NOTES TO CHAPTER 3

319

306. See, for example, Roll-Hansen, “Eugenic Practice and Genetic Science in Scandinavia and Germany”; Tydén, “Scandinavian States.” See, more generally, Quine, Population Politics in Twentieth- Century Europe. 307. McGirr, “Interwar Years,” 134–35. 308. Kline, “Eugenics in the United States”; Currell and Cogdell, Popular Eugenics. 309. Ladd-Taylor, “Eugenics and Social Welfare in New Deal Minnesota.” 310. On Latin America, see Stepan, “Hour of Eugenics.” On Romania, see Bucur, Eugenics and Modernization. On Italy, see Cassata, Building the New Man. On India, see Zachariah, “Rethinking (the Absence of) Fascism in India.” 311. Cowie and Salvatore, “Long Exception,” 6. 312. Boorstin, America and the Image of Europe, 112. 313. As a starting point of the debate, see Schlesinger, Imperial Presidency. 314. Loewenstein, “Balance between Legislative and Executive Power,” 583. On Ireland’s 1937 constitution, see, for example, Kissane, “Éamon de Valéra.”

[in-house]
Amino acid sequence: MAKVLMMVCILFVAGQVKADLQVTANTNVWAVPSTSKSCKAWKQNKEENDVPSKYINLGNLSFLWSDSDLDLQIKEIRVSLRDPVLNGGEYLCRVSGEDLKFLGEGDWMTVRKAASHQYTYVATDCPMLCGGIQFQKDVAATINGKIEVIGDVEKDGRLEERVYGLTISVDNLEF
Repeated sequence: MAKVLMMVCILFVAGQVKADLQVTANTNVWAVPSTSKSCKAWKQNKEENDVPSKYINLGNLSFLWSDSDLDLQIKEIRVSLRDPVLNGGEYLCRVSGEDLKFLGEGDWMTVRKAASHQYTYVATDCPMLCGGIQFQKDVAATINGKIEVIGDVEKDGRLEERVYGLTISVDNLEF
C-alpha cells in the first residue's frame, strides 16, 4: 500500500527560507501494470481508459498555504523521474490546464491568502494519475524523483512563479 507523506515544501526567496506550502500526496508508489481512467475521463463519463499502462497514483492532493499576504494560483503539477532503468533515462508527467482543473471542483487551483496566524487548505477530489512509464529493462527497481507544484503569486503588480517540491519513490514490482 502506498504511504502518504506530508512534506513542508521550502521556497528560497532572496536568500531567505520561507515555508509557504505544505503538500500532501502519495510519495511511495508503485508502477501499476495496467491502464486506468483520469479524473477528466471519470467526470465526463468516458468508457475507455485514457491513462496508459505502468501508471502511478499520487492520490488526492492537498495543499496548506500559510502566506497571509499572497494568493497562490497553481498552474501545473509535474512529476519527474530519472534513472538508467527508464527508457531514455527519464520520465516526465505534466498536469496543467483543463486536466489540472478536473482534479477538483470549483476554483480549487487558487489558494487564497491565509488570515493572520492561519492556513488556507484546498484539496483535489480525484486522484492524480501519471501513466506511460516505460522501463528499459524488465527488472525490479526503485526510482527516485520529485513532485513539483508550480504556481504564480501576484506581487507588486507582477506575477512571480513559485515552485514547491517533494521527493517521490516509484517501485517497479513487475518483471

ChaPter 3 Into the VaSt External Realm 1. “Inaugural Address, March 4, 1933,” in Public Papers and Addresses of Franklin D. Roosevelt, 2:14. 2. For a different interpretation, see, for example, Hendrickson, Union, Nation, or Empire. See also Blower, “From Isolationism to Neutrality.” 3. Roosevelt, “Our Foreign Policy.” 4. See, for example, Dallek, Franklin D. Roosevelt and American Foreign Policy, 3–20; Rhodes, United States Foreign Policy in the Interwar Period, 91–111; Harper, American Visions of Europe, 7–47. 5. US Department of State, “Press Releases,” no. 190, May 20, 1933, 352. 6. Layton, “Tasks of the World Economic Conference,” 406. 7. US Department of State, “Press Releases,” no. 190, May 20, 1933, 357. 8. Ibid., 347. 9. Clavin, Securing the World Economy, 84–123; Clavin, Failure of Economic Diplomacy, 80–88. 10. FRUS, 1933, General, 673. 11. Ibid., 676–78. 12. Dallek, Franklin D. Roosevelt and American Foreign Policy, 54–55; Clavin, Failure of Economic Diplomacy, 109–41; Kindleberger, World in Depression, 201–21. 13. Clavin, Failure of Economic Diplomacy, 134–65. 14. Wells, Shape of Things to Come, 135. 15. “Nie mehr Gequassel!” Völkischer Beobachter, July 14, 1933. See also Patel, “Amerika als Argument.” 16. This is the main argument in Clavin, Failure of Economic Diplomacy, esp. 195– 201. See also, for example, Eichengreen, Golden Fetters, 317–47. 17. Quoted in Schlesinger, Coming of the New Deal, 225. 18. McKercher, Transition of Power, esp. 1–31, 157–85.